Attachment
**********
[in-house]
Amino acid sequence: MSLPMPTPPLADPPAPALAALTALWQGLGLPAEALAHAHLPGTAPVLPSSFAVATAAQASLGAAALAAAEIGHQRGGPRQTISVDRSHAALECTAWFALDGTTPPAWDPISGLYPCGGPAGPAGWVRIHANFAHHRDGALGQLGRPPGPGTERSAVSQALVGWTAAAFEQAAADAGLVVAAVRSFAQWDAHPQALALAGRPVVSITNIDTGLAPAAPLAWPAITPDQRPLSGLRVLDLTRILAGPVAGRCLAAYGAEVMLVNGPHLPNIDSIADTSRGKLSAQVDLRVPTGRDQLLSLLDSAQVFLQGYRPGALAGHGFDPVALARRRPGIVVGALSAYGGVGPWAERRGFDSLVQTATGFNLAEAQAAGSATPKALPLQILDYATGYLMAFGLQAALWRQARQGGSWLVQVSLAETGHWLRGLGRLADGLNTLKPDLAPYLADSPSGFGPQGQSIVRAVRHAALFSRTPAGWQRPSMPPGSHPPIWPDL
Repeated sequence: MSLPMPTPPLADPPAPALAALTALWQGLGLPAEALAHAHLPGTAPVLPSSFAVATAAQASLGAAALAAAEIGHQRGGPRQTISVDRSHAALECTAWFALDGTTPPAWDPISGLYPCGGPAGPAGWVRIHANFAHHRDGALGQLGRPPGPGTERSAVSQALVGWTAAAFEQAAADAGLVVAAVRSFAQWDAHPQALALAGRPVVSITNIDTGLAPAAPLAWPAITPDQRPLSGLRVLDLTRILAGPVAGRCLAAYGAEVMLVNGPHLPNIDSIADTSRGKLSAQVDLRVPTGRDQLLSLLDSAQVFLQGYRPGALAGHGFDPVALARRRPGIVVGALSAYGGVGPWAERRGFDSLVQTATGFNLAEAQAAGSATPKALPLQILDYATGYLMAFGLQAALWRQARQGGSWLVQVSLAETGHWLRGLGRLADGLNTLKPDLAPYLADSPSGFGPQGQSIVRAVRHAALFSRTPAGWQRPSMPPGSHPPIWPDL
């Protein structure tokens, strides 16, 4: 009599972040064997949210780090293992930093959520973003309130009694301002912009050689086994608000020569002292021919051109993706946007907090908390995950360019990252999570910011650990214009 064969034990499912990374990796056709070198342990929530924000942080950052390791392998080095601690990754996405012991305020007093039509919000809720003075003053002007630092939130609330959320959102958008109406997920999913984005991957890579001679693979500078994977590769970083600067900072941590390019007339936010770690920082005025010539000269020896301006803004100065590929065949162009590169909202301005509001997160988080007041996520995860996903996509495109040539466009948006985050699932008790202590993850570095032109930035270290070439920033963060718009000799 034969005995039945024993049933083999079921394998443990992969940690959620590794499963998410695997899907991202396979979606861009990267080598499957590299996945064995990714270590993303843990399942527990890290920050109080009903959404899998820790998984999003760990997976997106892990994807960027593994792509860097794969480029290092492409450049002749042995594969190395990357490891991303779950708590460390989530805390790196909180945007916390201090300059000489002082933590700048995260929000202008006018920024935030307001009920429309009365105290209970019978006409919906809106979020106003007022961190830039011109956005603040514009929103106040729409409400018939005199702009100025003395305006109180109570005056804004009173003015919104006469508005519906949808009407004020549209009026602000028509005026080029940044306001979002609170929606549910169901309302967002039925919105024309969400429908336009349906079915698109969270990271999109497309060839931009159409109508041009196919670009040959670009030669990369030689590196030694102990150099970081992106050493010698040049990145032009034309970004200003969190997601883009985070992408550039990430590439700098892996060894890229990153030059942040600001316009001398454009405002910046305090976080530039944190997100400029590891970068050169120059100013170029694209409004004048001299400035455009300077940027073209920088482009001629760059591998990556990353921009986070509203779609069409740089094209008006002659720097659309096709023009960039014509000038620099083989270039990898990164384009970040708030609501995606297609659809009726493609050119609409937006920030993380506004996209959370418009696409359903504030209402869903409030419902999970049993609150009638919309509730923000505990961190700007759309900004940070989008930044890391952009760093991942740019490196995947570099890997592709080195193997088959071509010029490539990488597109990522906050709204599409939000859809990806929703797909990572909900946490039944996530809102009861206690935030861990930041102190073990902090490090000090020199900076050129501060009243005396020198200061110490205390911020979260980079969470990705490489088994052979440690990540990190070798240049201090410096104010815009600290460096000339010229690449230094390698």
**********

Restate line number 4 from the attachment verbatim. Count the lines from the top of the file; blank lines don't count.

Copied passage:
């Protein structure tokens, strides 16, 4: 009599972040064997949210780090293992930093959520973003309130009694301002912009050689086994608000020569002292021919051109993706946007907090908390995950360019990252999570910011650990214009 064969034990499912990374990796056709070198342990929530924000942080950052390791392998080095601690990754996405012991305020007093039509919000809720003075003053002007630092939130609330959320959102958008109406997920999913984005991957890579001679693979500078994977590769970083600067900072941590390019007339936010770690920082005025010539000269020896301006803004100065590929065949162009590169909202301005509001997160988080007041996520995860996903996509495109040539466009948006985050699932008790202590993850570095032109930035270290070439920033963060718009000799 034969005995039945024993049933083999079921394998443990992969940690959620590794499963998410695997899907991202396979979606861009990267080598499957590299996945064995990714270590993303843990399942527990890290920050109080009903959404899998820790998984999003760990997976997106892990994807960027593994792509860097794969480029290092492409450049002749042995594969190395990357490891991303779950708590460390989530805390790196909180945007916390201090300059000489002082933590700048995260929000202008006018920024935030307001009920429309009365105290209970019978006409919906809106979020106003007022961190830039011109956005603040514009929103106040729409409400018939005199702009100025003395305006109180109570005056804004009173003015919104006469508005519906949808009407004020549209009026602000028509005026080029940044306001979002609170929606549910169901309302967002039925919105024309969400429908336009349906079915698109969270990271999109497309060839931009159409109508041009196919670009040959670009030669990369030689590196030694102990150099970081992106050493010698040049990145032009034309970004200003969190997601883009985070992408550039990430590439700098892996060894890229990153030059942040600001316009001398454009405002910046305090976080530039944190997100400029590891970068050169120059100013170029694209409004004048001299400035455009300077940027073209920088482009001629760059591998990556990353921009986070509203779609069409740089094209008006002659720097659309096709023009960039014509000038620099083989270039990898990164384009970040708030609501995606297609659809009726493609050119609409937006920030993380506004996209959370418009696409359903504030209402869903409030419902999970049993609150009638919309509730923000505990961190700007759309900004940070989008930044890391952009760093991942740019490196995947570099890997592709080195193997088959071509010029490539990488597109990522906050709204599409939000859809990806929703797909990572909900946490039944996530809102009861206690935030861990930041102190073990902090490090000090020199900076050129501060009243005396020198200061110490205390911020979260980079969470990705490489088994052979440690990540990190070798240049201090410096104010815009600290460096000339010229690449230094390698």